Even the most ardent fan probably won't be hitting backhands at Wimbledon or racing around a NASCAR track at 187 mph. Yet when the big boys' golf tour comes out West, it tends to hit courses that any of us can play. Here are three that might help you feel like a pro:
FOR THE RECORD:
Golf courses: An article in the March 14 Travel section about PGA courses where the public can play had an incorrect byline. The writer was Ken Van Vechten, not Kevin Van Vechten. —
Course: Torrey Pines South
Home of: Farmers Insurance Open
Why it's cool: Torrey hosted a U.S. Open in 2008 won in a playoff by a guy with a bum knee that had undergone surgery earlier in the year. (That would be Tiger Woods.) It's a truly public course, owned by the citizens of San Diego. A good bit of the way, players must skirt barrancas (arroyos choked with native vegetation) and Pacific headland. And it's a brute, particularly for the machismo crowd playing from tees beyond their expertise and hacking out of the Medusa's hair-like kikuyu rough.
How a pro sees it: "Because I grew up playing public golf courses, it's very rewarding to play in PGA Tour events at places like Torrey Pines," says Nick Watney, winner of the 2009 Farmers Insurance Open, "courses that I actually played before I turned professional, so winning on a public course seemed fitting." (Ben Crane won this year's tourney in January.)
The hacker reality: The course map should be imprinted with "terra incognita" to denote places whence previous golfer-explorers never returned.
The tab: $174-$218, plus a $41 advance booking fee for nonresidents. Or show up in the morning and wait for an opening, typically an hour for singles.
Course: Pebble Beach Golf Links
Home of: AT&T National Pro Am
Why it's cool: Perhaps the nation's most beloved course, Pebble is as robed in history — Bing Crosby's "Clambake," U.S. Opens won by Jack Nicklaus, Tom Watson, Tom Kite and Woods and another champ to be crowned this June — as it is knee-buckling beauty. Seabluff-huggers eighth, ninth and 10th are the greatest par-4 holes in succession in the world and maybe the universe.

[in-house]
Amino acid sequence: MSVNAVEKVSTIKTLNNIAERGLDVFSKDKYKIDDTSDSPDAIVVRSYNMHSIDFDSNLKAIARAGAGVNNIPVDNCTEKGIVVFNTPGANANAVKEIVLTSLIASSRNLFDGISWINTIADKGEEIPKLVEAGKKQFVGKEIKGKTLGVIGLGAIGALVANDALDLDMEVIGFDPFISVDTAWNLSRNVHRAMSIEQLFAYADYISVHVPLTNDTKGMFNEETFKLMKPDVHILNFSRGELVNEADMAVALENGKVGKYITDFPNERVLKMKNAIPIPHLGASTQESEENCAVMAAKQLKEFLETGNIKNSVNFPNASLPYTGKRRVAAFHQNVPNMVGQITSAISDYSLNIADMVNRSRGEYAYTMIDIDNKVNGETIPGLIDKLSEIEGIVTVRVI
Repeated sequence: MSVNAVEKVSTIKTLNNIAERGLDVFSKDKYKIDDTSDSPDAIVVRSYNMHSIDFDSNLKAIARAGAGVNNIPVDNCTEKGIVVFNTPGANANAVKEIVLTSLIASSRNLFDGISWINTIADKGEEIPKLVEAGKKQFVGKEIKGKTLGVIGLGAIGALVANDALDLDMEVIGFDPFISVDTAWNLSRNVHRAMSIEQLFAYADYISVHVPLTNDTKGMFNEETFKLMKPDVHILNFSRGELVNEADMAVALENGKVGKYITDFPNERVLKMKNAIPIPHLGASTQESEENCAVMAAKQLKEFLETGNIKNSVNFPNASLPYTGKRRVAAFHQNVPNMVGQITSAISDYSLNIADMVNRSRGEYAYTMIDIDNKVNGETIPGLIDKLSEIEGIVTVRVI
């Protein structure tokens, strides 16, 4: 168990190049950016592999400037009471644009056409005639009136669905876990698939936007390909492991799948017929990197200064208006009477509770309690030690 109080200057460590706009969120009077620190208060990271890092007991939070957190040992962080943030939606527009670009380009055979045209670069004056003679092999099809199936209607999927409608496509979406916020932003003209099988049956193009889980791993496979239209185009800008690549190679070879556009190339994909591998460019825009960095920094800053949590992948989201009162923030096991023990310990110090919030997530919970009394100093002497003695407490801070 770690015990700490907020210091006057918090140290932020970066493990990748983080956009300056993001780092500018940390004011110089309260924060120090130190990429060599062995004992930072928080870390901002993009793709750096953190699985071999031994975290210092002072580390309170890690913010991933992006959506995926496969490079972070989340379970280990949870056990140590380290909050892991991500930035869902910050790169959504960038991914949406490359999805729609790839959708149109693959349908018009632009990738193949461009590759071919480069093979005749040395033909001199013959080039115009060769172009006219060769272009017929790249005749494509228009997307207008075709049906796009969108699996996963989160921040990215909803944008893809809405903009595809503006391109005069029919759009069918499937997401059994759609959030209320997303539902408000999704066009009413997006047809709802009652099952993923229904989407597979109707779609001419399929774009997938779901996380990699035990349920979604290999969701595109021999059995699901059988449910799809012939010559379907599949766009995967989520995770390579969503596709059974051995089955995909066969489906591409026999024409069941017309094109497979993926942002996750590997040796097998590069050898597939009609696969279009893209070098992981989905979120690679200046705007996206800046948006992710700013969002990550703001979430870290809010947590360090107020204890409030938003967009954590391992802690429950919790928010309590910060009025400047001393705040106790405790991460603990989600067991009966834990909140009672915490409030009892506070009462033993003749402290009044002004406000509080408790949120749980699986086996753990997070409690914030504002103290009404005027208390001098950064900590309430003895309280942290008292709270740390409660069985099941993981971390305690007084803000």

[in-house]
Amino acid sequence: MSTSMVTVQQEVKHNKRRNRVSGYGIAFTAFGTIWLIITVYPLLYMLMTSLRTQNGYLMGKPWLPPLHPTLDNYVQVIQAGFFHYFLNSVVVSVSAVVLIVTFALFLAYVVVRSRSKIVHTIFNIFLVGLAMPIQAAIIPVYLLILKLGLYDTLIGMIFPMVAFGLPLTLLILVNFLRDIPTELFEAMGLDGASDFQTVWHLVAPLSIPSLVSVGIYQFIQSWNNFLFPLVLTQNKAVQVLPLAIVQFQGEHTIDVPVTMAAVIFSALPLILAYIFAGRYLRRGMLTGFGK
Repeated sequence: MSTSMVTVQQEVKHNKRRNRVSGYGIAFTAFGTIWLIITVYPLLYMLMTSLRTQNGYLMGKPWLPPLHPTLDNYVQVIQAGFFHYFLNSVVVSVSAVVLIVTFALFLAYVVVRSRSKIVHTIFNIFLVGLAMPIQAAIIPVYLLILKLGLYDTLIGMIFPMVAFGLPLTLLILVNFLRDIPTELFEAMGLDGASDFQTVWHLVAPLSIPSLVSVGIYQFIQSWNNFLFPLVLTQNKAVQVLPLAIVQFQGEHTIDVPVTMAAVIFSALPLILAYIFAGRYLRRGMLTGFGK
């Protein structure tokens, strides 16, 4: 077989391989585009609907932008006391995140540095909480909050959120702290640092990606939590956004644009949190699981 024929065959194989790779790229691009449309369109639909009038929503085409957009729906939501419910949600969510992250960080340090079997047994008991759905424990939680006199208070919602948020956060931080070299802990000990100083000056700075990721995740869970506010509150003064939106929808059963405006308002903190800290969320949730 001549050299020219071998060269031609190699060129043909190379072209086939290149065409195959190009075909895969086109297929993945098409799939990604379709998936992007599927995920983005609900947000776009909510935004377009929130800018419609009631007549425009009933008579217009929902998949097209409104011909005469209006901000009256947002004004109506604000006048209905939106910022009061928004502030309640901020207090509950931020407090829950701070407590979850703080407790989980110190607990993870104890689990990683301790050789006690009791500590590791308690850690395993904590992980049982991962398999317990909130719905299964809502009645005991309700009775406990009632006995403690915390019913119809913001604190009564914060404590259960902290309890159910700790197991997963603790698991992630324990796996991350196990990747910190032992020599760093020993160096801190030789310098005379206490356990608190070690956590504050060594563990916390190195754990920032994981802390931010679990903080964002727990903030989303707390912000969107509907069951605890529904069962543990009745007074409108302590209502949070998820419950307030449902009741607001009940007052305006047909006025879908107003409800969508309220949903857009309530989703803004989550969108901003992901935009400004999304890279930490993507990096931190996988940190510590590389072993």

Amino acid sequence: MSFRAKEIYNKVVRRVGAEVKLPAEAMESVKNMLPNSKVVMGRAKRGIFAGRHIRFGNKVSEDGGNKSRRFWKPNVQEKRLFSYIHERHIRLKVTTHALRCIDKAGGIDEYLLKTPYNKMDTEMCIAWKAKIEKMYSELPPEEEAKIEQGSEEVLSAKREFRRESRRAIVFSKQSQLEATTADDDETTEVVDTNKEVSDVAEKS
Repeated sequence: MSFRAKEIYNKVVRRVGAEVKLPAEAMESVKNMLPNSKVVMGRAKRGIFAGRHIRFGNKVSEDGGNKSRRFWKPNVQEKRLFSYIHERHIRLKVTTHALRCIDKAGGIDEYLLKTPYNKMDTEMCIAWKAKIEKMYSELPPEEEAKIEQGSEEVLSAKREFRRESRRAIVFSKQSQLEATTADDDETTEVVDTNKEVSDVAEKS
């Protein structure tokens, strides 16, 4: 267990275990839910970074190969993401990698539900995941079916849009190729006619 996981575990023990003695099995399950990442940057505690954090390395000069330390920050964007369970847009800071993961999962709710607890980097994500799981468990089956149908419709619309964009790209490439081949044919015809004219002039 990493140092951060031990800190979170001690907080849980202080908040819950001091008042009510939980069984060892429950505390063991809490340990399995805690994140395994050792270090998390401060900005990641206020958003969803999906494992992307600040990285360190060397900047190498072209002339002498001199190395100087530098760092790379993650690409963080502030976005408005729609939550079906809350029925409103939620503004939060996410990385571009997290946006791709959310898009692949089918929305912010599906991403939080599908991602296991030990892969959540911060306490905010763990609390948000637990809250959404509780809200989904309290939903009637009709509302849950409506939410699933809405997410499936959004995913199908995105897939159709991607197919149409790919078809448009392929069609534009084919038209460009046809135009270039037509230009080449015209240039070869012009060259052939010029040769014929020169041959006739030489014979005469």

How a pro sees it: "Pebble Beach's aesthetic value is second-to-none in the world and this has allowed Pebble to be one of those courses that every golfer dreams about playing," says five-time AT&T winner Mark O'Meara. "No other place in golf offers such great views."
The hacker reality: You'll spend a fortune and your score may look like your speed on the Autobahn. You'll also thank, until the day you die, the Scottish shepherd who invented the game.
The tab: $495, for starters, as anything more than a one-day-in-advance reservation, typically a scarce commodity, requires a two-night stay and brochure room rates begin at $600/night.
Course: TPC Scottsdale Stadium, Arizona
Home of: Waste Management Phoenix Open
Why it's cool: This course was purpose-built to host a PGA Tour event yet it's owned by the city. For sheer mania, its No. 16, a short par 3. During the Phoenix Open, the entire hole is ringed in bleachers, skyboxes and as many as 20,000 folks who will greet any tee shot not hit to their collective satisfaction like the Dodgers entering San Francisco's AT&T Park — cubed. As with No. 17 at TPC Sawgrass in Ponte Vedra Beach, Fla., most pros start thinking about 16 while driving to the course.
How a pro sees it: Four-time tour winner Andrew Magee, who once aced the par-4 17th, chimes in on the party hole: "Ah, 16, the raucous 16th that everyone is so scared of. If you can't hit an 8 iron on the green from 160 yards, you shouldn't be on tour anyway. That's the only hole of its kind in the world, and I love it. It's the Wild West out there."
The hacker's reality: Be thankful there aren't legions of well-lubricated, we-want-the-lions-to-win Romans, er, fans on 16 when we play it.
The tab: $77-$287Copyright © 2015, The Baltimore Sun